We absorb information through all of our senses simultaneously. This speeds up our ability to judge situations and react quickly and is fundamental to our ability to recognise signals and communicate. This played a vital role in human survival when our ancestors needed to respond to danger quickly, often relying on sound or smell when it was dark and a large proportion of our genes are still devoted to detecting odours.
We live in a visually dominant world, it is estimated that over 80% of all brand communications are designed for sight alone. But less than half of our brain is involved in processing what we see and research shows that all of our senses are important in creating brand relationships.
Our mood can be affected by any of our senses, and it’s important to consider how our senses are processed by different parts of our brain. Sight is largely a rational and “screening” sense, while smell, taste and touch go directly to the area of the brain that deals with emotions and memory, according to psychologist Antonio Damasio.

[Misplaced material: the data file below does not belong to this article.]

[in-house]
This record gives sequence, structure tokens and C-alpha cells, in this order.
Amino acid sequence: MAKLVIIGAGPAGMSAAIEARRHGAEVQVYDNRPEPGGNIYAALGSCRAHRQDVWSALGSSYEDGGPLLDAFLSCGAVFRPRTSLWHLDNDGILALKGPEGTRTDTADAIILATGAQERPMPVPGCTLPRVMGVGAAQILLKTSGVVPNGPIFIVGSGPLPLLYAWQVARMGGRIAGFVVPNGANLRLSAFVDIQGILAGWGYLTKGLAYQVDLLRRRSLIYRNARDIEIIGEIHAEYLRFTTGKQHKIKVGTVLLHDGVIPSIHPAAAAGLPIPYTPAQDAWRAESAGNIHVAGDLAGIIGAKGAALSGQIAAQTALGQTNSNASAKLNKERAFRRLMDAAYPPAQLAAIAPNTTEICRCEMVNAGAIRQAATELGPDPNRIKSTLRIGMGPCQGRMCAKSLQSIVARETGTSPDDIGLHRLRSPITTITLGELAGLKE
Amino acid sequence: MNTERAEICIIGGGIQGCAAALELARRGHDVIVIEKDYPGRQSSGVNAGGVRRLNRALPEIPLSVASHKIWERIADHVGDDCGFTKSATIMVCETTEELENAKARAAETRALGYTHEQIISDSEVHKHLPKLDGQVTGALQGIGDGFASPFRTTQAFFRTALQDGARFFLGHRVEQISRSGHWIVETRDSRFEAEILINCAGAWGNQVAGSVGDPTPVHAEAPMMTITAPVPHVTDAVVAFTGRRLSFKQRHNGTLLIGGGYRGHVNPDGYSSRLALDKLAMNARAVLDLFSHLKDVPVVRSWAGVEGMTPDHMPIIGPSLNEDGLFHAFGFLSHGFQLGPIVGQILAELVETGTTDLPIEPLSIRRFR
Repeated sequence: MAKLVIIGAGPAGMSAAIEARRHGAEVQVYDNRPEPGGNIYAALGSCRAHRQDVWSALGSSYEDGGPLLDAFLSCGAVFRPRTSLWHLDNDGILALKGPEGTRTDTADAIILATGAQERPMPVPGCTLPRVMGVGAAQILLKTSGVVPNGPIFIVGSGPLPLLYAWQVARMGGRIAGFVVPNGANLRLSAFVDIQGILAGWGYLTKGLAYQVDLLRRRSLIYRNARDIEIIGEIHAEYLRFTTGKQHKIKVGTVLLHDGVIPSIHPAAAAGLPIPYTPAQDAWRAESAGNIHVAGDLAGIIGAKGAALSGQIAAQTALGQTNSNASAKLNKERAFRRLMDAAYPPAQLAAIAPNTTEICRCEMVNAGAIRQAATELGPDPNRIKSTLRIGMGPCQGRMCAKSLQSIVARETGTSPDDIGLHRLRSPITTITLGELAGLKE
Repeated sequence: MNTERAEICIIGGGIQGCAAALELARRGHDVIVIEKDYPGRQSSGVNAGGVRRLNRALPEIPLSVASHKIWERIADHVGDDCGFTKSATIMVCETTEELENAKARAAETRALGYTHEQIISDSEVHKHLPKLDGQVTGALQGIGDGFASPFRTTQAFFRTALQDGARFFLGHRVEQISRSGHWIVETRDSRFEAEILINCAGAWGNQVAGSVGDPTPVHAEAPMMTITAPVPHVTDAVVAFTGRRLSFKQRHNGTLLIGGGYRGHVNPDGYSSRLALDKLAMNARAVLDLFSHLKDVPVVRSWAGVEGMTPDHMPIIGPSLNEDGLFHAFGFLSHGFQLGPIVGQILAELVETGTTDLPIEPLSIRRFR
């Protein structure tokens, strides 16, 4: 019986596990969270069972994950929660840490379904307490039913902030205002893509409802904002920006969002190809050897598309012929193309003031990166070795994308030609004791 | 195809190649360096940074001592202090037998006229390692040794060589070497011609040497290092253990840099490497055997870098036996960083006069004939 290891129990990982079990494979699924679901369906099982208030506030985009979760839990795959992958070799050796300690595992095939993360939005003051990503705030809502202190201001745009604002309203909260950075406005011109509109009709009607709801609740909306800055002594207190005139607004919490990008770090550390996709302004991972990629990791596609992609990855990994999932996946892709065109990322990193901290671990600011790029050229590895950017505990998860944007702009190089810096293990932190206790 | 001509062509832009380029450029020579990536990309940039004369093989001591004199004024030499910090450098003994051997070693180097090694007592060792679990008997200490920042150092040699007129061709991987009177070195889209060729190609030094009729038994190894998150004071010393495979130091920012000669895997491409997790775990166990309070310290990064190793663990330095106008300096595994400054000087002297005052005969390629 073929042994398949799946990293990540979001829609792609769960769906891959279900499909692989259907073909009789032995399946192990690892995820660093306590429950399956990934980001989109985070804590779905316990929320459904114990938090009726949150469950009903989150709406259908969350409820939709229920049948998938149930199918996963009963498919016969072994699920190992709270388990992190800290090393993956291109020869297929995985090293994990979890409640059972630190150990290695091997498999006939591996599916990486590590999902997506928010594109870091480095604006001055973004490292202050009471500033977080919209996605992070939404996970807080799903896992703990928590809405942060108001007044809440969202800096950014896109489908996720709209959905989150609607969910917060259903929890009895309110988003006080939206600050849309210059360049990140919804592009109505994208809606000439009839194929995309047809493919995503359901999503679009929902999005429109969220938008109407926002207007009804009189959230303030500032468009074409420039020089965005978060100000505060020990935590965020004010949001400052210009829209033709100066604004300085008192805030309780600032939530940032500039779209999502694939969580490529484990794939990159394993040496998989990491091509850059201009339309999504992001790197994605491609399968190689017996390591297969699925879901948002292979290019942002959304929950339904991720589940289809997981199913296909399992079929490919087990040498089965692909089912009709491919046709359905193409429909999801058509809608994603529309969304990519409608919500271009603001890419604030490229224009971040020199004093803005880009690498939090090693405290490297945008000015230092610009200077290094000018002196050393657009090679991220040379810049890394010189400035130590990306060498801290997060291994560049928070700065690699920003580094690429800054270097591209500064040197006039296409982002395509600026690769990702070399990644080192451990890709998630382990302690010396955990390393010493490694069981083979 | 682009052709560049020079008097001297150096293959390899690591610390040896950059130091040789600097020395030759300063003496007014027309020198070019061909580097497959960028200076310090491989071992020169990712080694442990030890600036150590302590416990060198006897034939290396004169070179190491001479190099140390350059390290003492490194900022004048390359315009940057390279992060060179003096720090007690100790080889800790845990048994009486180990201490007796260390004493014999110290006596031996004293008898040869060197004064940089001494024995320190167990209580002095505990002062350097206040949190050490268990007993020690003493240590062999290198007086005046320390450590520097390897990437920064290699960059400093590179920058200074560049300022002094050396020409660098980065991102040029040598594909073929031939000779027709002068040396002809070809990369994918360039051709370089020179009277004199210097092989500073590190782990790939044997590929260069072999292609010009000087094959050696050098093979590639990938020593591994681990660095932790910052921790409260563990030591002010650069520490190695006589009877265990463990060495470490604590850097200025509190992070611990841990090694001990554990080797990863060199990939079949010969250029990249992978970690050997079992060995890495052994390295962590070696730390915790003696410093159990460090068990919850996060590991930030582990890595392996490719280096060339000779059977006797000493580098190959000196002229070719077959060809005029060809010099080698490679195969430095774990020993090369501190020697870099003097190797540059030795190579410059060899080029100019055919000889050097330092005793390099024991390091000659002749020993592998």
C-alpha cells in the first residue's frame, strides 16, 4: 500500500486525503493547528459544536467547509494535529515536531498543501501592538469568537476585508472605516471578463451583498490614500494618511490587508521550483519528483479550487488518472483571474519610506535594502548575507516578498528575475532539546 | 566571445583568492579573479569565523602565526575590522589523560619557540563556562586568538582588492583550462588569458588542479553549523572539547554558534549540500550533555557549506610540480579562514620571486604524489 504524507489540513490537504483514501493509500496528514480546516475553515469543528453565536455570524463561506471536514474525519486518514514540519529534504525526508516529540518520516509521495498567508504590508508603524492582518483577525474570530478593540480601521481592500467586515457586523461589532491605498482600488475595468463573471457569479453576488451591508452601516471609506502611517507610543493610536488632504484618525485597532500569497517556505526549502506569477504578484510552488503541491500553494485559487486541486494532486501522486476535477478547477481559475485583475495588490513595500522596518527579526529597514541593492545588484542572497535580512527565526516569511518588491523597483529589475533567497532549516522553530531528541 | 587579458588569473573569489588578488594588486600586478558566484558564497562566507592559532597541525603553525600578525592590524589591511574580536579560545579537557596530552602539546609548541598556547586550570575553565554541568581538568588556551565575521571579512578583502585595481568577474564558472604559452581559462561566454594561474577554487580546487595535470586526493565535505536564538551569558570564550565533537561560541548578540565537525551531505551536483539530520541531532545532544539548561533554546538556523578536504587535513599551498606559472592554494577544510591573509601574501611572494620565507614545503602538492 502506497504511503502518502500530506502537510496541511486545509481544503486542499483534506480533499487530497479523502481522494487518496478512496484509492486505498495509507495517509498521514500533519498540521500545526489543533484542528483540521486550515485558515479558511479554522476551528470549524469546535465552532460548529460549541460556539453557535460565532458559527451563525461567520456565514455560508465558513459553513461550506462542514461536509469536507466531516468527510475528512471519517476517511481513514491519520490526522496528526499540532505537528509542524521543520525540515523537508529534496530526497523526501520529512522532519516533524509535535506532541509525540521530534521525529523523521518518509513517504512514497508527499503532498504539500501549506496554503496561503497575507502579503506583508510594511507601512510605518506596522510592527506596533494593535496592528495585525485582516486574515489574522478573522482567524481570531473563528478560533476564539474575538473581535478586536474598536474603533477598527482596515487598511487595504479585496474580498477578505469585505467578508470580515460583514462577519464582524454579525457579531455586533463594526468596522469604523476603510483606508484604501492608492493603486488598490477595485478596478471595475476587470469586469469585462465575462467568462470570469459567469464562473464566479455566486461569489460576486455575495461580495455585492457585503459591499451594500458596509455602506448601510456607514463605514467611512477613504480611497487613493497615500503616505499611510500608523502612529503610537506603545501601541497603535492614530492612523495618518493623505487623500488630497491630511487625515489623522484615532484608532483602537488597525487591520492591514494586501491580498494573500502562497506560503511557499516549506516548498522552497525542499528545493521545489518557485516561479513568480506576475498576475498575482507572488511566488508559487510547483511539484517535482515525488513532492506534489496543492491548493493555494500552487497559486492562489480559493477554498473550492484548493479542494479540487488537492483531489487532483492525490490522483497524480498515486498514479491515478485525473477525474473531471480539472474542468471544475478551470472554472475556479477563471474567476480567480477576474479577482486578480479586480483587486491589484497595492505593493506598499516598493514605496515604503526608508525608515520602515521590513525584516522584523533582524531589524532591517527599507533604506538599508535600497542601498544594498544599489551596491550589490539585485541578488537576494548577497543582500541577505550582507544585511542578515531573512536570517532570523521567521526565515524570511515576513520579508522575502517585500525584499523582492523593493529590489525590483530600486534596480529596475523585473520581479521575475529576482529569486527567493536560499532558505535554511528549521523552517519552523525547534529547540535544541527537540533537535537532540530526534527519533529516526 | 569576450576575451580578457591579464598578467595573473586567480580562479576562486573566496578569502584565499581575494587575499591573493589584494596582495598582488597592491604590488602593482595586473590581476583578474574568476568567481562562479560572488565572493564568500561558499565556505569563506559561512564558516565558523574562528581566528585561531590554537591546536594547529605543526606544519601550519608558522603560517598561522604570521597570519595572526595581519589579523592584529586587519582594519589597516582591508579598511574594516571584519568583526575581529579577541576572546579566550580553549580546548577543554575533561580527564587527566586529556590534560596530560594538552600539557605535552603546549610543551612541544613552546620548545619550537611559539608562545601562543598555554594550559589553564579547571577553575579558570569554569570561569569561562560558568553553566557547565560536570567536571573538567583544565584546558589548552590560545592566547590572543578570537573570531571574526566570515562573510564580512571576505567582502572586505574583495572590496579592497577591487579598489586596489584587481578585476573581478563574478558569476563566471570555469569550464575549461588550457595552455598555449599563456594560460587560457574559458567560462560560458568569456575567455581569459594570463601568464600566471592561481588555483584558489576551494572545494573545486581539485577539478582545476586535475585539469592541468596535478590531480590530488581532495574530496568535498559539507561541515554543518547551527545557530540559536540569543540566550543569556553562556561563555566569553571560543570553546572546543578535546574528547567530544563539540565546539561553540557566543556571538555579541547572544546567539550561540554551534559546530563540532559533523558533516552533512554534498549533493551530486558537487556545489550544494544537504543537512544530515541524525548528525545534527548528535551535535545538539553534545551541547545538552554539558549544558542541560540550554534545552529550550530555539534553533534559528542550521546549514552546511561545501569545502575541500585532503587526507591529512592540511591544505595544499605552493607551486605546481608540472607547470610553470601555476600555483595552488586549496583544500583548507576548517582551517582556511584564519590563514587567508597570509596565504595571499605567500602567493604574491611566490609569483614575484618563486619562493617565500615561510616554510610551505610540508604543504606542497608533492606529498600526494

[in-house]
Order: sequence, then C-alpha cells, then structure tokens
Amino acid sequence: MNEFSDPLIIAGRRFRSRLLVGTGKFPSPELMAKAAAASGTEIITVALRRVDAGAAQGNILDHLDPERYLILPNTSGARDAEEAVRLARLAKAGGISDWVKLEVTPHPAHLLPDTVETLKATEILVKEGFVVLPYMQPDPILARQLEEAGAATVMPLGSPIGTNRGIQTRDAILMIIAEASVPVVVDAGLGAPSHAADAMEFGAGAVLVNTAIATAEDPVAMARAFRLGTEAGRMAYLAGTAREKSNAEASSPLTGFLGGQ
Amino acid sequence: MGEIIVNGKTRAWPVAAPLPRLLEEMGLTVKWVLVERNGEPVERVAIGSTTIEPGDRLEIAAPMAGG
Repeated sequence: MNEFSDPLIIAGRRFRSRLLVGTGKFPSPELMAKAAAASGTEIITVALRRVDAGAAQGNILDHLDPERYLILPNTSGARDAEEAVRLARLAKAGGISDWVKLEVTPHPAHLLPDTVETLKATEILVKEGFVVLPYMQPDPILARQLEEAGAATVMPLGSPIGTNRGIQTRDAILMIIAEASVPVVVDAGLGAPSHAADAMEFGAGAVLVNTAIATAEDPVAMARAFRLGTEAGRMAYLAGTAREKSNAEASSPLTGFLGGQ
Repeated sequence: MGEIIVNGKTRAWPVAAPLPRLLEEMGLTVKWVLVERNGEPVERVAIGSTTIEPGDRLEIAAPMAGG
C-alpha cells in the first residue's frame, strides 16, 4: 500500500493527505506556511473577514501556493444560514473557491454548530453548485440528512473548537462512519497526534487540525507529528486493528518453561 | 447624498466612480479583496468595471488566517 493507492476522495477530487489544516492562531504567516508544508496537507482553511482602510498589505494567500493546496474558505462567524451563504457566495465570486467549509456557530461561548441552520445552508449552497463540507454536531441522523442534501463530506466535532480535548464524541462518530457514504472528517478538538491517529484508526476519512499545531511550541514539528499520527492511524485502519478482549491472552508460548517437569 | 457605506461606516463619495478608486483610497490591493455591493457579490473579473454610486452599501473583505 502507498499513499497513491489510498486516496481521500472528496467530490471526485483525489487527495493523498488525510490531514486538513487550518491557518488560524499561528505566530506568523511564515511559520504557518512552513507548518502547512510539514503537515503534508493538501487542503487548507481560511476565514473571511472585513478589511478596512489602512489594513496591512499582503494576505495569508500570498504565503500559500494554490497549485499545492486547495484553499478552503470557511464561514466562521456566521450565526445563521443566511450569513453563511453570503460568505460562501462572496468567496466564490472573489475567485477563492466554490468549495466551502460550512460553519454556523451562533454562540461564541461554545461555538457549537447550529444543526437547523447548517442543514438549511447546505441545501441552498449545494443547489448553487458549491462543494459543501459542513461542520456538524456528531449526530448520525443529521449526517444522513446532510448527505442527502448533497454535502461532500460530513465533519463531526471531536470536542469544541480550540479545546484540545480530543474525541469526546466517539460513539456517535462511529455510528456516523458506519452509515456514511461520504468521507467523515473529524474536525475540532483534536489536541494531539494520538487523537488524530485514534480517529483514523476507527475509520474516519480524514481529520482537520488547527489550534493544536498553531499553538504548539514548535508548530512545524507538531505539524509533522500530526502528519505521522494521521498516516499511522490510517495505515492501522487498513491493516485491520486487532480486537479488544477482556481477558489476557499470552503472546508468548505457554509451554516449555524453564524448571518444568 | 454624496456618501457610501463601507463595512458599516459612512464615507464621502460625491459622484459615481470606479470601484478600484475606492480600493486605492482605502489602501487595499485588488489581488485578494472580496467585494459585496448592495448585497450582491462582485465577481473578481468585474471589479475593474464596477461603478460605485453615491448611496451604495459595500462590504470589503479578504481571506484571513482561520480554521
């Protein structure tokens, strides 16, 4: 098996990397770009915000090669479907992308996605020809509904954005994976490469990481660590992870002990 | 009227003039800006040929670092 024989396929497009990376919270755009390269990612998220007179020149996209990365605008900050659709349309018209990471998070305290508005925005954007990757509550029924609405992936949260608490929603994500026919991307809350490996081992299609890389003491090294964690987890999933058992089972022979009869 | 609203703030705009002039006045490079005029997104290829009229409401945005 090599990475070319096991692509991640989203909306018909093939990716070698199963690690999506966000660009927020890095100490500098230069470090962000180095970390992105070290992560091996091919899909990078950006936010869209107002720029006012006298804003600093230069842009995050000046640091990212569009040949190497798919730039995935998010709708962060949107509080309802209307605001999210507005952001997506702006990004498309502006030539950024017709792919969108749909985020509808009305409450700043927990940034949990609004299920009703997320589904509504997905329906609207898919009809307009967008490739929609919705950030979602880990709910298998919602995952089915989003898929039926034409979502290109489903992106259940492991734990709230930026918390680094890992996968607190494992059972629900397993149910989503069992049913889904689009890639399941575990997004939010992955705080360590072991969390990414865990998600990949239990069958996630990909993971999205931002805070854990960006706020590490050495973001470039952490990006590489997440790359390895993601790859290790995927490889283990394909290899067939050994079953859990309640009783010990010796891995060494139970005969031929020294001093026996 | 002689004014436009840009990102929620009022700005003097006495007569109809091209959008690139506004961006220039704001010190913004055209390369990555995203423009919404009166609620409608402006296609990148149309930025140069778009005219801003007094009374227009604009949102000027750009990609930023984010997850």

What this means is that some senses have a more direct and emotional impact on us, creating brand intimacy and trust. Designing for multiple senses is a way to ensure that our work is noticed in an increasingly visually noisy world, to make emotional connections with the audience, and gives us the opportunity to inspire positive change.
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